New Retina 5K iMac
The big iMac gets a Skylake processor
From £1,849 Apple apple.com/uk
Processor 3.3GHz Intel Core i5 Memory 8GB Storage 2TB Fusion Drive
This is Apple’s first really big refresh of its 5K iMac lineup, and it’s quite an interesting one. For a start, Apple has stopped making non-5K 27-inch iMacs, but has brought the price of the lowerend 5K model down further, and has introduced a new mid-range option, but it’s the high-end model we’ve got for review. All of the models include Intel’s latest generation of processors, but at lower clock speeds than their equivalents from last year.
There are new graphics cards in all of them too, and this highest-end model offers a 2TB Fusion Drive, up from 1TB in the previous offering. Perhaps most importantly, though, is a new screen – still a 5120x2880pixel Retina masterpiece, but it can now support a wider colour range than before – a 25% larger range, to be precise, meaning more realistic colour representation, if you’ve got the right media to show it off.
For creative professionals, this can be a big deal. It means that raw photos can be processed with a new eye on their colour representation, eliminating banding artefacts in gradients, and the results can be pretty striking – reds especially looked richer to us, even compared to last year’s Retina 5K iMac. For some people, the gamut improvement alone will make the new iMac a must-have upgrade – being able to get more colour out of your raw photos is a powerful draw. For the rest of us, though, it’s more of an academic improvement – it will really only be noticeable to pros, and even then, some people won’t be keen that the display still has a reflective, glossy finish. That said, this is probably the best desktop screen ever, and we absolutely love it.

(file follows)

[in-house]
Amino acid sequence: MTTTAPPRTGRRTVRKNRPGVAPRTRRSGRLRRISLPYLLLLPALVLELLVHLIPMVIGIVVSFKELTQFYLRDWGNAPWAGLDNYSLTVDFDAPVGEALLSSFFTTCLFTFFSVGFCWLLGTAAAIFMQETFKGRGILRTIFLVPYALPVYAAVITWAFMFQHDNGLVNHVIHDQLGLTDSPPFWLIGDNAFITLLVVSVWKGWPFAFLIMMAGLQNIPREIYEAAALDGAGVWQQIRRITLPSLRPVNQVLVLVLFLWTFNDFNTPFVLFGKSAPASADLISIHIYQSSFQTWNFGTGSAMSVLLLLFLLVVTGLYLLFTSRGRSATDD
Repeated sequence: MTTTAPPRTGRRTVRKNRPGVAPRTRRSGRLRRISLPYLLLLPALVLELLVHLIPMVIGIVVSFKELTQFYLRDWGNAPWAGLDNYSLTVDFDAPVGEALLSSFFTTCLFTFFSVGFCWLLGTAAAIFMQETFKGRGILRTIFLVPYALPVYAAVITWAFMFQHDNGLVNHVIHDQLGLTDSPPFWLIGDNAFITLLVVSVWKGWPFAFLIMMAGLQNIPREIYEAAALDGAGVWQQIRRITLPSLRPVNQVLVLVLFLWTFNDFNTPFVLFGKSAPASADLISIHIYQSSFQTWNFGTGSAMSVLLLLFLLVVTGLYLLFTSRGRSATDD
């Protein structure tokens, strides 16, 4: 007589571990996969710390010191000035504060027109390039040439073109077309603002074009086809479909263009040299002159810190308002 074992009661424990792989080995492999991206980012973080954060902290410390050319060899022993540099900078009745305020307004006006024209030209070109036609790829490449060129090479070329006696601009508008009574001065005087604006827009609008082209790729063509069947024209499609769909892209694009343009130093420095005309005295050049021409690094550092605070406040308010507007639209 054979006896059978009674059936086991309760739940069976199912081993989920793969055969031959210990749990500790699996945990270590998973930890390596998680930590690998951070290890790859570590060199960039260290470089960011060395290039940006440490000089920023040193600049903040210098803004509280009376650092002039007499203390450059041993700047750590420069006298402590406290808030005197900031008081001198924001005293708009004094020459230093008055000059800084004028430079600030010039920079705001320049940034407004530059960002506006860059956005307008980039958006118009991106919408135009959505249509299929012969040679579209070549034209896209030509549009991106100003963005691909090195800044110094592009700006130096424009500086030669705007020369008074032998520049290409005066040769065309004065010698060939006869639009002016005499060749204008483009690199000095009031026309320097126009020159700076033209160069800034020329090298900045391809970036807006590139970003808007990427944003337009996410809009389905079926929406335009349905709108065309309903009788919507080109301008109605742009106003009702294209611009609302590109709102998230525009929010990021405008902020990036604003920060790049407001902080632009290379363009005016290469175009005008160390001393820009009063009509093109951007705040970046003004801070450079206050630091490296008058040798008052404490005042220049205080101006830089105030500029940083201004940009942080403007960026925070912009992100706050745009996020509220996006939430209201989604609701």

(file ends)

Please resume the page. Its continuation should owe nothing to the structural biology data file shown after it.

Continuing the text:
Slower, but faster
Despite this model having a slightly lower processor speed than its 3.5GHz predecessor, Intel’s overall improvements to the complexity and capability of its chips mean that this model is about 10% faster when performing real tasks – it managed our HandBrake multi-core video encoding test in 27 minutes, while last year’s did it in 30 mins. Our benchmarking tests, including Geekbench’s single-core performance measurements, reflected this improvement too.
In terms of graphics, we got essentially the same results here as the previous model. The Tomb Raider benchmark (running at 2560x1440 on High settings) recorded 49fps on average, which is exactly what last year’s scored. Our Batman: Arkham City test actually got a couple of frames lower when running at 1920x1080, but we suspect that’s down to quirks of it being a game that’s a few years old now – the difference was negligible in any case.
For some people, the colour gamut improvement alone will make the new Retina 5K iMac a must-have upgrade
Factor in that Apple has doubled the size of the Fusion Drive you get, and you have a machine that’s an even better deal than last year’s, which we already loved. It hasn’t progressed all that much in that time, but that’s kind of inevitable – Intel and Apple are both making big leaps in performance for low-power processors, but at the higher end, Intel’s progress is pretty slow. Getting something 10% faster and with the even better screen is about as good as we could have hoped for.